Kevin Towers had certainly made easier decisions in his life.
Which tie to wear, which restaurant to eat lunch in and which route to take to get to work were all simple choices compared to the one he faced in June 2004. As general manager of the San Diego Padres, Towers made many decisions that could alter the franchise, but this was perhaps the biggest.
The Padres had a disastrous 2003, finishing 37 games back in the National League West. They had been given the first overall pick in the 2004 Draft and had the chance to draft the best amateur player available. It was the perfect opportunity, but it would come with a drawback.
That pick would come with a huge monetary cost. For rebuilding teams, signability should not be an issue.
The top talents in the draft were widely considered to be Stephen Drew, Jared Weaver and Jeff Niemann. If drafted, each would demand very large signing bonuses, and the Padres were not particularly fond of the idea of giving out a large sum of money to a player who hadn't played on a professional field in his life.
They were stuck with the first pick, though, and couldn't get away from the choice looming before them: Bite the bullet and draft the "top" talent, or draft an "inferior" player at a lower cost.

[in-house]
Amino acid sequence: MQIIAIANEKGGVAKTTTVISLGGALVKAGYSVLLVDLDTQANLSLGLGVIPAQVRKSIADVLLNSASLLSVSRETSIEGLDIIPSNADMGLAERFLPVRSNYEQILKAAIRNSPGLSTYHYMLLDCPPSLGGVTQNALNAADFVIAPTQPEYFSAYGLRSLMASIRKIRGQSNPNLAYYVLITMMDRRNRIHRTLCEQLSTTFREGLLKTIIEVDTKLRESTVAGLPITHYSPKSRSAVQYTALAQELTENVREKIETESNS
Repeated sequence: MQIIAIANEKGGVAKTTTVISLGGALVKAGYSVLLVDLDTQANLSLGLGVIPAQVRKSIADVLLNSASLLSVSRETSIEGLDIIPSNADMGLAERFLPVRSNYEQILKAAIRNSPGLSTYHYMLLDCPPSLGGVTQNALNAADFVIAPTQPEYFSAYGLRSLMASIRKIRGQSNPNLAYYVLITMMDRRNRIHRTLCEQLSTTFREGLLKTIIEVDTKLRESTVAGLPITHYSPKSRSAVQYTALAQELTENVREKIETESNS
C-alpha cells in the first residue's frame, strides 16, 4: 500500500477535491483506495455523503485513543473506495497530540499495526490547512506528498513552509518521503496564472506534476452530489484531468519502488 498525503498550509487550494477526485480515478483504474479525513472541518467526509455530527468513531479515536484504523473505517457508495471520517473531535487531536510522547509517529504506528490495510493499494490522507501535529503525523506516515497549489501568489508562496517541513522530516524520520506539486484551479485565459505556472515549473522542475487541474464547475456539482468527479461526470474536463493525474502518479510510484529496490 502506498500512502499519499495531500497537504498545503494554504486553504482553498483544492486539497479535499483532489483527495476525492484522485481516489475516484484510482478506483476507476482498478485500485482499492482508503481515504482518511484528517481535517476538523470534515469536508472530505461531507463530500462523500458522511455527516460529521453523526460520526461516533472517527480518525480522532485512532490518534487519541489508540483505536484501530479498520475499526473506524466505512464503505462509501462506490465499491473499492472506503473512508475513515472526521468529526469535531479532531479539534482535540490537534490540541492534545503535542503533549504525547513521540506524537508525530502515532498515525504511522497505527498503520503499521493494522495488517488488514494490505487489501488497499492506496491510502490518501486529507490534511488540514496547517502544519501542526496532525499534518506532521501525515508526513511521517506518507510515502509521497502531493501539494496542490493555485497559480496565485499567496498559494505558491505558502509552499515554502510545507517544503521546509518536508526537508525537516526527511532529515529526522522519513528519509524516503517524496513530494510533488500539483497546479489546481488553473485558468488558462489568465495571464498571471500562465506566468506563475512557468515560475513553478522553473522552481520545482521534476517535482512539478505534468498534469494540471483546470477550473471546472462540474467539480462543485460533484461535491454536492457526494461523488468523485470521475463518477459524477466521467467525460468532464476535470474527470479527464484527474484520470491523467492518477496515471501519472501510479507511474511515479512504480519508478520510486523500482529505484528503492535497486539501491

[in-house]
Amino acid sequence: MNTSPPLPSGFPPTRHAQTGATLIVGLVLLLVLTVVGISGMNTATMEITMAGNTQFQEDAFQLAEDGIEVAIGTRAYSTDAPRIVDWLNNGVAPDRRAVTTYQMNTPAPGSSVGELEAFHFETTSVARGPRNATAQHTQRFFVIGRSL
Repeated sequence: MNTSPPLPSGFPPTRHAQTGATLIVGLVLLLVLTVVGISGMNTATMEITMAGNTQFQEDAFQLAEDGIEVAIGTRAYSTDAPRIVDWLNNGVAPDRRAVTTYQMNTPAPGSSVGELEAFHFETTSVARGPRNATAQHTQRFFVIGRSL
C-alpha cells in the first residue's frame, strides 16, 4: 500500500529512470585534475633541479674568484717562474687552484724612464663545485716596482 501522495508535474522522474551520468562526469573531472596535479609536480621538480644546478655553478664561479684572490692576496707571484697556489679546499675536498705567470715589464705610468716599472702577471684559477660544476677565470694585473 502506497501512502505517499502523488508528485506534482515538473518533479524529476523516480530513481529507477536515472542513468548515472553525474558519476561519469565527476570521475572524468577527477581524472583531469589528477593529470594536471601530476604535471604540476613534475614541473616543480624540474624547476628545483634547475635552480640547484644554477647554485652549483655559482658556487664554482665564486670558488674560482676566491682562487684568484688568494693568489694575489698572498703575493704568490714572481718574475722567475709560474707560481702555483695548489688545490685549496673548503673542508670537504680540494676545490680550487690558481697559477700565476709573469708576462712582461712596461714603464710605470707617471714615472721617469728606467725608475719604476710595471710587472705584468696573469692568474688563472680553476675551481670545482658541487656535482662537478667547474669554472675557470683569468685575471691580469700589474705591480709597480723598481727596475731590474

I put both "top" and "inferior" in quotation marks simply because the draft is a complete shot in the dark. You can never really tell whether or not a player will blossom into everything they are hyped to be. Just look at Ben McDonald.
Were the trading of draft picks allowed the Padres could have unloaded that first overall selection and received several key pieces in return. Instead, the drafted shortstop Matt Bush, who was released from the Blue Jays in April of this year for violating their substance abuse policy.
Even though he wasn't considered among the elite of the 2004 Draft, Bush was given the largest signing bonus the Padres had ever given. He never reached the majors.
The main and collective argument against the trading of draft picks in baseball is that it would harm the "little guys." That is, the small-market teams would be forced to succomb to the mighty spending power of the Yankees or Red Sox.
This simply isn't true.
In order to get their hands on the top picks of the draft, teams would be forced to pay a hefty price. As Craig Calcaterra of Shysterball said: "If the Yankees of the world trade big stuff to pick the Stephen Strasburgs of the world enough times, they're going to experience diminishing returns."
Which will, in turn, decrease the number of picks the "big spenders" trade for simply because even they can't afford to monopolize a pure crap-shoot.
Allowing picks to be traded would help small market teams that are at a disadvantage because of a lack of a salary cap. One small way to help equalize the two very diverse groups would be to allow the trading of draft picks, especially/only in the first round.
It would give first overall pick holders like Towers a more effective option, and much more sleep at night.